Americans must not "grow numb" to the sorrow of the coronavirus pandemic, President Joe Biden said Thursday, as he marked 1 million Covid-19 deaths in the United States.
Biden urged the country to remain vigilant as he prepared to issue a proclamation ordering flags to be flown at half-staff in honor of those who lost their lives due to Covid — and as he prepared to co-host a global summit charting the next steps in tackling the pandemic.
"One million empty chairs around the dinner table. Each an irreplaceable loss. Each leaving behind a family, a community, and a nation forever changed because of this pandemic," Biden said in a statement published by the White House early Thursday morning.
The president said he and his wife, first lady Jill Biden, were praying for those who are grieving, adding: "I know the pain of that black hole in your heart. It is unrelenting. But I also know the ones you love are never truly gone. They will always be with you."
Biden said that as a nation, Americans "must not grow numb to such sorrow."
"To heal, we must remember," he said.
"We must remain vigilant against this pandemic and do everything we can to save as many lives as possible, as we have with more testing, vaccines, and treatments than ever before."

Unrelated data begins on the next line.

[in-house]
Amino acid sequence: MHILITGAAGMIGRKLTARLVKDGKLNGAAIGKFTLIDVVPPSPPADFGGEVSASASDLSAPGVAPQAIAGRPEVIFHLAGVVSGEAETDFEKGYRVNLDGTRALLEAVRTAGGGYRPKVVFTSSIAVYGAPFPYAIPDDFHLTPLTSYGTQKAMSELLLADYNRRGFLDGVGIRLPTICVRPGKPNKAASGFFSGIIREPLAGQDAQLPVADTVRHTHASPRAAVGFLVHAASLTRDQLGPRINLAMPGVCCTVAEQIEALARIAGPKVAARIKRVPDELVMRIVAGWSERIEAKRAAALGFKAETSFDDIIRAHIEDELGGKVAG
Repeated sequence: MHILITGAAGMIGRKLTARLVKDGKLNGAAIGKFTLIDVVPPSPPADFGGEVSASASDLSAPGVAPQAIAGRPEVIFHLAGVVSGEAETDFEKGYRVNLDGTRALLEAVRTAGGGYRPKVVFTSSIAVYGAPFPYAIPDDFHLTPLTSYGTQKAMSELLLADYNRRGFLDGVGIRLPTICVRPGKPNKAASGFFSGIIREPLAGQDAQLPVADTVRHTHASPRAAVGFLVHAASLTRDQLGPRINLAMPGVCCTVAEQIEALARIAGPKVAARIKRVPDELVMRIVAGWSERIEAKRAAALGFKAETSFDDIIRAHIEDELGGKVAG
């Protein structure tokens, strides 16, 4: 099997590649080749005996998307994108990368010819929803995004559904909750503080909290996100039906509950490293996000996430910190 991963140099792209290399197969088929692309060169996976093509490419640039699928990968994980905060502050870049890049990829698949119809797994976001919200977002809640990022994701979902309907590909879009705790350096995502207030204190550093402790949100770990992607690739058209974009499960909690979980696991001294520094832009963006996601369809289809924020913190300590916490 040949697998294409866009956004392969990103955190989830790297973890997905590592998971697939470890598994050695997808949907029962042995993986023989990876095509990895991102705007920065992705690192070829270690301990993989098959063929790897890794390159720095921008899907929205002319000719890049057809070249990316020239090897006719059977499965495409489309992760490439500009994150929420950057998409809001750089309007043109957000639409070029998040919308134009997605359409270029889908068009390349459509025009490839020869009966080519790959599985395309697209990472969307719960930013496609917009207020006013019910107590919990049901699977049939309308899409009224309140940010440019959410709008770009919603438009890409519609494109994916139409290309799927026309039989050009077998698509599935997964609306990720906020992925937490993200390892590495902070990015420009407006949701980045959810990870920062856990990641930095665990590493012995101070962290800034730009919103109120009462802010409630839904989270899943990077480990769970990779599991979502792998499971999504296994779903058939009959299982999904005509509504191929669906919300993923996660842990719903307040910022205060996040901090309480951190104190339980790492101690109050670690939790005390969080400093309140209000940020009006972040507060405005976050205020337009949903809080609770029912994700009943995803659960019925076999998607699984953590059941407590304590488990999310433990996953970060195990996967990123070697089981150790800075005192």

The president added that it was critical for Congress to sustain resources for combating the spread of Covid-19 over the coming months.
Biden’s comments came ahead of a global summit on Thursday focused on bringing an end to the Covid-19 crisis and planning for future crises.
The virtual summit will be co-chaired by the U.S., along with Germany, which currently holds the G7 presidency, and G20 president Indonesia, as well as with African Union chair Senegal and Belize, as CARICOM chair, the White House said in a statement earlier this week.
According to data compiled by NBC News, the U.S. passed the 1 million mark earlier this month, reaching a number equivalent to the population size of San Jose, California, the 10th largest city in the U.S. As of Wednesday, Covid-19 deaths in the U.S. had reached 1,002,848, the data showed.
Deaths from Covid have slowed in recent weeks, but as of Wednesday, an average of 481 people were dying on a daily basis, representing a two-week increase of roughly 41 percent, according to an analysis by NBC News.
In an interview earlier this month, Dr. Christopher Murray, who heads the Institute for Health Metrics and Evaluation at the University of Washington School of Medicine, told NBC News that “the fact that so many have died is still appalling.”
And, he noted, the death toll will only continue to grow in the days ahead.
“This is far from over,” Murray said.